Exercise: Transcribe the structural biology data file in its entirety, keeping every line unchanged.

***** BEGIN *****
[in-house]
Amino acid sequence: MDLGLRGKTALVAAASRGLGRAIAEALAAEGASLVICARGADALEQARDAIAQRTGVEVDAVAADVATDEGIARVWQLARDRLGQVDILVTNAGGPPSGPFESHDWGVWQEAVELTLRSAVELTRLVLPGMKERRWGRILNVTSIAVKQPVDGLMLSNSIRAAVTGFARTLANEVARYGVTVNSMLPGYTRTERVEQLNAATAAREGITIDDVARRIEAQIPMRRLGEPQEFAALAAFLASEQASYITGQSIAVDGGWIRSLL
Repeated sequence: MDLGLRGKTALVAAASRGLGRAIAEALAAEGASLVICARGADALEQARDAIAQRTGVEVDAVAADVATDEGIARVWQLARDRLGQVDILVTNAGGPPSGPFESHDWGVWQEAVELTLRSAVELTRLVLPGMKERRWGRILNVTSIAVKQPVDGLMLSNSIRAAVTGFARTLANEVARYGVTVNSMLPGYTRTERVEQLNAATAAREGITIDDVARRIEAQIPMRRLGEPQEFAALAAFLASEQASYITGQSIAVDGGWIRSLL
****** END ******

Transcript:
[in-house]
Amino acid sequence: MDLGLRGKTALVAAASRGLGRAIAEALAAEGASLVICARGADALEQARDAIAQRTGVEVDAVAADVATDEGIARVWQLARDRLGQVDILVTNAGGPPSGPFESHDWGVWQEAVELTLRSAVELTRLVLPGMKERRWGRILNVTSIAVKQPVDGLMLSNSIRAAVTGFARTLANEVARYGVTVNSMLPGYTRTERVEQLNAATAAREGITIDDVARRIEAQIPMRRLGEPQEFAALAAFLASEQASYITGQSIAVDGGWIRSLL
Repeated sequence: MDLGLRGKTALVAAASRGLGRAIAEALAAEGASLVICARGADALEQARDAIAQRTGVEVDAVAADVATDEGIARVWQLARDRLGQVDILVTNAGGPPSGPFESHDWGVWQEAVELTLRSAVELTRLVLPGMKERRWGRILNVTSIAVKQPVDGLMLSNSIRAAVTGFARTLANEVARYGVTVNSMLPGYTRTERVEQLNAATAAREGITIDDVARRIEAQIPMRRLGEPQEFAALAAFLASEQASYITGQSIAVDGGWIRSLL